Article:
Release Date(s)1980 (July 6, 2021)
Studio(s)AVCO Embassy Pictures (Kino Lorber Studio Classics)
- Film/Program Grade: B
- Video Grade: A-
- Audio Grade: B+
- Extras Grade: B
After the critical and commercial failure of The Choirboys in 1977, author Joseph Wambaugh took an active role in the next two adaptations of his books. While The Onion Field garnered a lot of well-deserved attention in 1979, The Black Marble slipped through the cracks the following year. That’s not surprising considering that it wasn’t a serious docudrama like The Onion Field, but rather a return to the blackly comic tone of The Choirboys—or at least to the tone of the book, which was quite different than the film. In this case, the novel The Black Marble and the film are more closely aligned. While there were many classic black comedies released during the 80s, most of them weren’t particularly successful, and unfortunately The Black Marble was no exception.
Wambaugh raised the money for the film along with director Harold Becker and a few others, meaning that he was able to retain creative control and his shooting script wouldn’t be rewritten by anyone else. He didn’t have much to fear from The Onion Field veteran Becker anyway, as the two were clearly simpatico. The story has alcoholic Russian-American L.A.P.D. detective Sgt. Valnikov (Robert Foxworth) teaming up with a new partner Sgt. Zimmerman (Paula Prentiss) to solve a dognapping case perpetrated by a dog trainer with serious gambling debts (Harry Dean Stanton). But that narrative is mostly a framework on which to hang yet another examination of the ways that individual officers deal with the pressures of their jobs, and the psychological toll that police work can take on them. Everything culminates in an unusual but surprisingly effective chase scene which proves conclusively that there’s no need for quick cutting or shaky camerawork to keep things moving—this chase is actually agonizingly slow, but it’s no less tense because of that fact. It’s one of many ways in which The Black Marble subverts expectations and takes its own eccentric path.
Becker filled out the rest of the cast with some interesting choices including Barbara Babcock, Judy Landers, Anne Ramsey, and Michael Dudikoff (making his feature film debut). He also brought back two veterans from The Onion Field, James Woods and Christopher Lloyd—although the latter may be difficult to spot. The humor is frequently a matter of taste. It’s worth pointing out that some of the darkest material revolves around animals, so the film may be uncomfortable for some viewers. But for those who are willing to take a chance, The Black Marble is a quirky but fascinating chapter in the history of Joseph Wambaugh adaptations, and it deserves rediscovery.
Cinematographer Owen Roizman shot The Black Marble in 35 mm using Panavision Panaflex cameras and anamorphic lenses, framed at 2.35:1 for its theatrical release. For this version, Kino Lorber used a recent 4K restoration from the original camera negative which was supplied by StudioCanal, and it’s a big improvement over the master that Universal provided for The Choirboys. The differences are obvious right from the opening scene set in a Russian Orthodox church, with the robes and headdresses worn by the priests showing plenty of textural detail, as well as much more natural color reproduction. The transfer displays those qualities throughout, but there is softness in some shots where Roizman used diffusion filters, and during the optically printed titles as well. There’s also been a bit of noise reduction applied, but it doesn’t impact the sharpness and detail as much as the softness which was already inherent to the original cinematography. Overall, this a faithful representation of the intended look for the film.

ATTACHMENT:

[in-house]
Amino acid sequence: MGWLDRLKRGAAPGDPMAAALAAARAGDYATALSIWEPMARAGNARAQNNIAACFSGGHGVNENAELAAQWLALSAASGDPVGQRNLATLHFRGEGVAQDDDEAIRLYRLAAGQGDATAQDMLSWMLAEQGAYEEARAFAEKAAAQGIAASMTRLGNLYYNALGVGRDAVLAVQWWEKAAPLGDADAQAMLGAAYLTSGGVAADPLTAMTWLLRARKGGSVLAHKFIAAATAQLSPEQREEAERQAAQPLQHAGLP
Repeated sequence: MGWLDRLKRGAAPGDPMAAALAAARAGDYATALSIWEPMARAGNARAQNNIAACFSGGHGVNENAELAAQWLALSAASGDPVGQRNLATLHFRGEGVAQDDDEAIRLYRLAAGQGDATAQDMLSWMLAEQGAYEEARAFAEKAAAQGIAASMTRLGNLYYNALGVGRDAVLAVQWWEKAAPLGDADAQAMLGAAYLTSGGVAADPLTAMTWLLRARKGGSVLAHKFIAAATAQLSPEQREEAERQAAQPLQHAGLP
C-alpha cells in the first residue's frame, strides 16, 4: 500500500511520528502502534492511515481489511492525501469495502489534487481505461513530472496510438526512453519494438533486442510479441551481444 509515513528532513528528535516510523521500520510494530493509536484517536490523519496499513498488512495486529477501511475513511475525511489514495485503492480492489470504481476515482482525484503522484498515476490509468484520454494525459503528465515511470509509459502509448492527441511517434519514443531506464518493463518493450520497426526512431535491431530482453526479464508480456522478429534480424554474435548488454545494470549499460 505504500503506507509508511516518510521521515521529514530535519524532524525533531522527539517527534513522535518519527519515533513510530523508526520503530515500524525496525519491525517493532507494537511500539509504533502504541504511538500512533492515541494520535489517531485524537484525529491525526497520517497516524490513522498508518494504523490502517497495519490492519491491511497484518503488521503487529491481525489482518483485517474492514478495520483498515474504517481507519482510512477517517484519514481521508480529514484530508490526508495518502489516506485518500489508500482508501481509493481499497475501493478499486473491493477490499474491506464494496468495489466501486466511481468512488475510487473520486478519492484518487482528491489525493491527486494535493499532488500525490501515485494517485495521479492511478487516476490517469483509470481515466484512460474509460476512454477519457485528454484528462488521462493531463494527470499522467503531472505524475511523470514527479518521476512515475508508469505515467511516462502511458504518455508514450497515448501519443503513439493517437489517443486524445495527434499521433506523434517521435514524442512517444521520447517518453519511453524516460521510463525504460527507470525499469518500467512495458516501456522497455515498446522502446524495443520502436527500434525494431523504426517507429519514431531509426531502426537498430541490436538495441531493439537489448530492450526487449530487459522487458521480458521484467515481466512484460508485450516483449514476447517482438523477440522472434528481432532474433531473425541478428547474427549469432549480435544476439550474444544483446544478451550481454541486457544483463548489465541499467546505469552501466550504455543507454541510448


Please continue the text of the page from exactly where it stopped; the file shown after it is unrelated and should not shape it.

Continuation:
Audio is offered in English 2.0 mono DTS-HD Master Audio with optional English subtitles. Everything sounds clean and well-balanced, with clear dialogue. While it would have been nice to have heard Maurice Jarre’s score in stereo, it’s still reproduced here with good fidelity.
Extras include the following:
- Audio Commentary by Harold Becker
- The Black Marble Trailer (SD – 2:31)
- The Onion Field Trailer (SD – 2:00)
- Malice Trailer (Upscaled HD – 1:58)
- The Choirboys Trailer (SD – 1:49)
- I, The Jury Trailer (SD – 1:54)
- Not for Publication Trailer (SD – 1:50)
Becker’s commentary was originally recorded for the 2003 Anchor Bay DVD release of the film. He talks about the nature of black comedies, defining them as a way of telling uncomfortable stories by putting them in a humorous light—though he does admit that dog lovers will have issues with some of the story elements in the film. He gives details about raising money for the independent production, his relationship with Wambaugh, the L.A. locations, and all of the actors. He also praises Owen Roizman, and points out how the creative cinematography disguises the low budget nature of the film. No one was paid very much, so Becker describes the production as a labor of love. While he does occasionally lapse into brief silences, this is a generally strong commentary track with plenty of interesting information about the making of the film.
Like any black comedy, The Black Marble won’t be for everyone—a fact that is exacerbated by the way that it treats some of the animals in the film—but it’s an interesting journey nonetheless. Thanks to a quality transfer from StudioCanal, Kino Lorber’s new Blu-ray is the best way to take that ride.
- Stephen Bjork
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